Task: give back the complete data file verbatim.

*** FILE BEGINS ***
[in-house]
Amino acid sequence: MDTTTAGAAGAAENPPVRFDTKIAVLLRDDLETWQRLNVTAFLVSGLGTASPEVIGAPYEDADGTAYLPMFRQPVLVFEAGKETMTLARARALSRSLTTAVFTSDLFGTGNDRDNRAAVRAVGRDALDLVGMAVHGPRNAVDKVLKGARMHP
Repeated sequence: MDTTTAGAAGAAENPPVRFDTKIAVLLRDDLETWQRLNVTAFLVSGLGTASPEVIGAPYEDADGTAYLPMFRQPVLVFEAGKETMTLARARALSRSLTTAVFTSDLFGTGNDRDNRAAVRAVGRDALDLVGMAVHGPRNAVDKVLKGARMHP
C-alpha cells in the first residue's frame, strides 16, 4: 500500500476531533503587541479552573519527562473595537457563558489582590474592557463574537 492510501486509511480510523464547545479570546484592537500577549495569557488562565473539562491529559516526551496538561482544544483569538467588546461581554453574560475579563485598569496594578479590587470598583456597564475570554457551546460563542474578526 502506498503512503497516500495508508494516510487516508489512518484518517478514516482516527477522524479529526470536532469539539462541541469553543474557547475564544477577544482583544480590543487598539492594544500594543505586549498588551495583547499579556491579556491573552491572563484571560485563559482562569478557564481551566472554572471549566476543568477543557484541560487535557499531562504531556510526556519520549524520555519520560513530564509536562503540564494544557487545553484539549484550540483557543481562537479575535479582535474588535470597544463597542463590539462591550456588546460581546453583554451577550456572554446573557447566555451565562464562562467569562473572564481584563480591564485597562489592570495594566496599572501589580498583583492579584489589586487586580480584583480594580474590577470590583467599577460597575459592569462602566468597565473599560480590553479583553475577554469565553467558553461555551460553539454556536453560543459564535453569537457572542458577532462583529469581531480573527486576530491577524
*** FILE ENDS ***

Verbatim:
[in-house]
Amino acid sequence: MDTTTAGAAGAAENPPVRFDTKIAVLLRDDLETWQRLNVTAFLVSGLGTASPEVIGAPYEDADGTAYLPMFRQPVLVFEAGKETMTLARARALSRSLTTAVFTSDLFGTGNDRDNRAAVRAVGRDALDLVGMAVHGPRNAVDKVLKGARMHP
Repeated sequence: MDTTTAGAAGAAENPPVRFDTKIAVLLRDDLETWQRLNVTAFLVSGLGTASPEVIGAPYEDADGTAYLPMFRQPVLVFEAGKETMTLARARALSRSLTTAVFTSDLFGTGNDRDNRAAVRAVGRDALDLVGMAVHGPRNAVDKVLKGARMHP
C-alpha cells in the first residue's frame, strides 16, 4: 500500500476531533503587541479552573519527562473595537457563558489582590474592557463574537 492510501486509511480510523464547545479570546484592537500577549495569557488562565473539562491529559516526551496538561482544544483569538467588546461581554453574560475579563485598569496594578479590587470598583456597564475570554457551546460563542474578526 502506498503512503497516500495508508494516510487516508489512518484518517478514516482516527477522524479529526470536532469539539462541541469553543474557547475564544477577544482583544480590543487598539492594544500594543505586549498588551495583547499579556491579556491573552491572563484571560485563559482562569478557564481551566472554572471549566476543568477543557484541560487535557499531562504531556510526556519520549524520555519520560513530564509536562503540564494544557487545553484539549484550540483557543481562537479575535479582535474588535470597544463597542463590539462591550456588546460581546453583554451577550456572554446573557447566555451565562464562562467569562473572564481584563480591564485597562489592570495594566496599572501589580498583583492579584489589586487586580480584583480594580474590577470590583467599577460597575459592569462602566468597565473599560480590553479583553475577554469565553467558553461555551460553539454556536453560543459564535453569537457572542458577532462583529469581531480573527486576530491577524